The book then turns to another popular trend in norfolk Archaeology over the past thirty years. That the Late Iron Age area of northern East Anglia, that was to become associated with Iceni coinage, was fragmented, into at least three smaller groupings, each with their own tribal centre of influence marked in archaeology. The suggestion is that the Iceni were a federation of smaller local societies with a common interest. Caesar had referred to a group north of the Thames that he called the Cenimagni. "The name used by Caesar may have been a version of the name, meaning Eceni Magni or the Great Iceni.". "It may be that Caesar's Cenimagni were one of the smaller social groups. These groupings would have come together under a single senior leader at times of stress, coalescing into larger regional entities whose organisation was based on kingship and associated client networks.
"With the external threat from Rome, the loose decentralised communities within northern East Anglia came together as a single larger unit, under a senior chieftain or king. It was at that stage the grouping recognised as the Iceni became identified by Roman writers.".
In the previous post (The First Anglians Part I), I referred to excavation reports from Caistor St Edmund, as published in 1973. Here, I mainly refer to a book that was recommended to the landscape history, The Origins of Norfolk by Tom Williamson, MUP 1993.
Williamson refers to local Pagan Saxon cemeteries, that largely date to the 5th to 7th centuries AD. He tells us that a large number of these cemeteries have been found in Norfolk, with many of the earlier cemeteries containing decorated urns of the cremated dead.
I recently visited one of these cemeteries, the infamous Spong Hill, near to North Elmham, Norfolk:
The book reports that:
Catherine Hills, moreover, has shown that the burial practices employed at the largest Norfolk cemetery yet excavated, at Spong Hill near North Elmham, are so close to those practised in parts of northern Europe that they surely must represent the graves of people of Continental origin or descent. More than this, she has demonstrated that the cemetery's closest parallels are with the Anglian, rather than with the Saxon, areas of the Continent. Hills compared the burials at Spong Hill with those at Suderbrarup and Bordesholm in Schleswig-Holstein, and at Westerwanna in Lower Saxony. The range of grave-goods found at all the sites was similar, but the closest similarities were consistently between Spong and the Schleswig sites. Thus for example 'The most characteristic late fourth to fifth century burials at Suderbrarup seem to be those which contain sets of miniatures with combs, in pots which either have no decoration or a horizontal/vertical bossed and grooved design. Very similar burials occur at Spong Hill' (Hills, forthcoming).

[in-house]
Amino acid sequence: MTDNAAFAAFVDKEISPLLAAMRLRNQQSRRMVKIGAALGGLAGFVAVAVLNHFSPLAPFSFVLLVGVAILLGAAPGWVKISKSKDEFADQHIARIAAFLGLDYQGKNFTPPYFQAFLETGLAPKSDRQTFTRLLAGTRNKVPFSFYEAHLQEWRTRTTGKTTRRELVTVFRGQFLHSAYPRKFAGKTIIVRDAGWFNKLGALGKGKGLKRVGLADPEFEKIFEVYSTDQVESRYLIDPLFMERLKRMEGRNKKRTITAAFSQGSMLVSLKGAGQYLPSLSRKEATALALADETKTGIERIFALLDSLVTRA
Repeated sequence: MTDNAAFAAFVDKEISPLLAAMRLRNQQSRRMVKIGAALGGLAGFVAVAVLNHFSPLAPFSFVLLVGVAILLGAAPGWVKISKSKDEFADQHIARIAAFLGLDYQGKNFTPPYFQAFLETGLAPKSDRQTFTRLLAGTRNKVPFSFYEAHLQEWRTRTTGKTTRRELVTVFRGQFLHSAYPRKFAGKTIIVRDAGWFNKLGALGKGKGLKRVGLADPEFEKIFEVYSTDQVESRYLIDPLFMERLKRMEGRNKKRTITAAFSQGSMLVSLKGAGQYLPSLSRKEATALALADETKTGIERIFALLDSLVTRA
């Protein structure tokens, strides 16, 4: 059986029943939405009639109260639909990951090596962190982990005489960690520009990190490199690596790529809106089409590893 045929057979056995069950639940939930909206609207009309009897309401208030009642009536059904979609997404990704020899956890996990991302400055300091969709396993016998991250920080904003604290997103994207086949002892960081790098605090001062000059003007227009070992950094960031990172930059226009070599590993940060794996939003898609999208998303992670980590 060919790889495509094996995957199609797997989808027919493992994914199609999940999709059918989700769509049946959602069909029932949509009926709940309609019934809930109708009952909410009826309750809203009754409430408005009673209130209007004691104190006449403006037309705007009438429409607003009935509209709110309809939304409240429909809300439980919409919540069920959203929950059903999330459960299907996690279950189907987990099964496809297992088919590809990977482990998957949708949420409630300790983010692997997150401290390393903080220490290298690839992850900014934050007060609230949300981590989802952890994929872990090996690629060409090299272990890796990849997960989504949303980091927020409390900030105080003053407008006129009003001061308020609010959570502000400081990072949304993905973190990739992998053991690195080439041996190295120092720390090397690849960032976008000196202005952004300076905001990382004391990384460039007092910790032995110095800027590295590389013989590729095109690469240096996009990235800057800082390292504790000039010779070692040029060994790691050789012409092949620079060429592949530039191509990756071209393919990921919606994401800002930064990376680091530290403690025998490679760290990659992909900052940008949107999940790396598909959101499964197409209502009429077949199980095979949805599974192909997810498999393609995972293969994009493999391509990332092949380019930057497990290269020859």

The Anglian affinities were not entirely clear-cut. In particular, the Spong pottery urns, with their use of stamped ornament, showed closest affinities with those from the Westerwanna cemetery.
It's not clear cut is it? I think that what we see in East Anglia, is a general migration from the area of northern Germany and Jutland. Perhaps even further afield, from Frisia, and from tribes further to the south - a Norfolk inhumation suggests Allemani, a place name (Swaffham) suggests Suevvi. However, culturally, that area of what is now Northern Germany, including Schleswig-Holstein, appears to have given lead in identity.